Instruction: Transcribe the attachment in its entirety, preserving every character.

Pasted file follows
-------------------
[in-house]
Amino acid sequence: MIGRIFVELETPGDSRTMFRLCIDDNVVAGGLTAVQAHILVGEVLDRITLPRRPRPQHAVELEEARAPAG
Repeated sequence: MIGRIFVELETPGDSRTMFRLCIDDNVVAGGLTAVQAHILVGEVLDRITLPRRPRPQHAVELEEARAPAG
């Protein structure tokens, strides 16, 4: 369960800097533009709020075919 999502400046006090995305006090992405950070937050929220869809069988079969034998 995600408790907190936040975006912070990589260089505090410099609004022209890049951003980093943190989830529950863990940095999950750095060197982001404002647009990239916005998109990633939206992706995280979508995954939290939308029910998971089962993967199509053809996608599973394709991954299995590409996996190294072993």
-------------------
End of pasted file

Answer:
[in-house]
Amino acid sequence: MIGRIFVELETPGDSRTMFRLCIDDNVVAGGLTAVQAHILVGEVLDRITLPRRPRPQHAVELEEARAPAG
Repeated sequence: MIGRIFVELETPGDSRTMFRLCIDDNVVAGGLTAVQAHILVGEVLDRITLPRRPRPQHAVELEEARAPAG
């Protein structure tokens, strides 16, 4: 369960800097533009709020075919 999502400046006090995305006090992405950070937050929220869809069988079969034998 995600408790907190936040975006912070990589260089505090410099609004022209890049951003980093943190989830529950863990940095999950750095060197982001404002647009990239916005998109990633939206992706995280979508995954939290939308029910998971089962993967199509053809996608599973394709991954299995590409996996190294072993």